“We are the ones on a daily basis, morning all the way up to late at night — I’ve got employees riding buses, making sure that the children get home safe until six o’clock or seven o’clock at night,” said Henjes.

She conceded that this new deal with the school district, negotiated annually for employees’ salaries and health insurance, isn’t perfect. “They can do better,” she said of the district’s 4.25% offer, but it’s a start.

In addition to raising wages, the agreement would also fully cover an increase in healthcare premiums. According to the district, a similar deal was also reached with the Service Employees International Union (SEIU), which represents cafeteria workers, bus drivers, janitorial workers, and other blue-collar workers in Pinellas County schools.

A national issue that’s also close to home

The importance of paying educational support professionals a living wage, while paramount in a region that’s been hard-hit by rent hikes, isn’t just a local issue. The issue has gained national attention through organized actions of teachers and support staff in other parts of the country where educators say they’re underpaid, undervalued, and stretched thin amid staffing shortages.

Earlier this year, thousands of educators in Minneapolis went on strike for the first time in 50 years, with demands for smaller class sizes, more resources for students, and better pay and benefits not just for teachers — but for support staff as well.

“I have multiple jobs, and I still live paycheck to paycheck because my wages are insufficient,” Ma-Riah Roberson-Moody, a lead negotiator for the Minneapolis Federation of Teachers’ ESP chapter, told NBC News in March. “I can make more money right now going to work at Target than I do working for Minneapolis Public Schools, and that is difficult.”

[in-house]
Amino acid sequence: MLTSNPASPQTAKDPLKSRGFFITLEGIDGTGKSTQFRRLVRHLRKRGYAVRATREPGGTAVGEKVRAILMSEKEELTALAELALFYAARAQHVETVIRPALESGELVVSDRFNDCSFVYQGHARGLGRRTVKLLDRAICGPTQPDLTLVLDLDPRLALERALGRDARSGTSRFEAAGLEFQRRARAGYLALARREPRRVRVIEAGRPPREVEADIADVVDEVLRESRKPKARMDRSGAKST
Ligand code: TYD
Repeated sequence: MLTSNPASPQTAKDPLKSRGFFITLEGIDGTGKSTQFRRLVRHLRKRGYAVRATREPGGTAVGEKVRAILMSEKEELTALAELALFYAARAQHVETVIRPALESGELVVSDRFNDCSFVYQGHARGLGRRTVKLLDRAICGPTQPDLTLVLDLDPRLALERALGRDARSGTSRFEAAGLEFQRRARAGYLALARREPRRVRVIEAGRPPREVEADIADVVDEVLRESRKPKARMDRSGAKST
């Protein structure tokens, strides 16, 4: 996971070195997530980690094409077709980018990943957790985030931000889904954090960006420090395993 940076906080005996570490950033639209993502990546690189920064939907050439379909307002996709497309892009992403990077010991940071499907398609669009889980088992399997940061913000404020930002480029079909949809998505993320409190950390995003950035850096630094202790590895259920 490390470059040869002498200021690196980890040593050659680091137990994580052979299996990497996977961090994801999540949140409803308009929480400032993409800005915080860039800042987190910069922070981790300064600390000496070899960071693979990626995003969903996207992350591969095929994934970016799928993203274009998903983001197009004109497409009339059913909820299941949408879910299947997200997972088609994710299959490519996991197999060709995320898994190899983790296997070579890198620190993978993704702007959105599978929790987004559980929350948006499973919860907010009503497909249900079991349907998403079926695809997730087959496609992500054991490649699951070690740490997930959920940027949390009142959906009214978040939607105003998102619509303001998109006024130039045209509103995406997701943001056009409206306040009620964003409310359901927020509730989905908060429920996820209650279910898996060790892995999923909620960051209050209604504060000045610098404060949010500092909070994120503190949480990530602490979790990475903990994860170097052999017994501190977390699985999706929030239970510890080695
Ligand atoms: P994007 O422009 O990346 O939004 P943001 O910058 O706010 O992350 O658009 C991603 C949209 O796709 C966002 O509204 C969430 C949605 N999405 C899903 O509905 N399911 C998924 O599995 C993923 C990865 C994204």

Earlier this month, public school teachers in Seattle also went on strike, at least in part to force the district to address the “unacceptably low wages for educational support staff,” per their union.

‘We are the backbone’ of the school system

Closer to home, the union representing support staff in Hillsborough County Schools reached their own tentative agreement with the district late last month — similar to that reached in Pinellas. That deal is set for a ratification vote by union members later this week.

Henjes says she’d like the community and elected officials to better understand the essential work educational support staff do — some of whom are single parents, employees with families who take home as little as $22,000 a year — and the importance of advocating not just for teachers, but all school employees who do work to help to support the health and education of students.

“We are the backbone for the school system. You take every educational support professional out of that school, the school will not run, because we will be out,” said Henjes. “Teachers cannot do what we do, an administrator will not do what we’re doing the school system.”

This week, the tentative agreement reached by the union will go to its membership, who will vote on whether to accept or reject the district’s offer. If approved by union members, the agreement will go to the school board in October for final approval.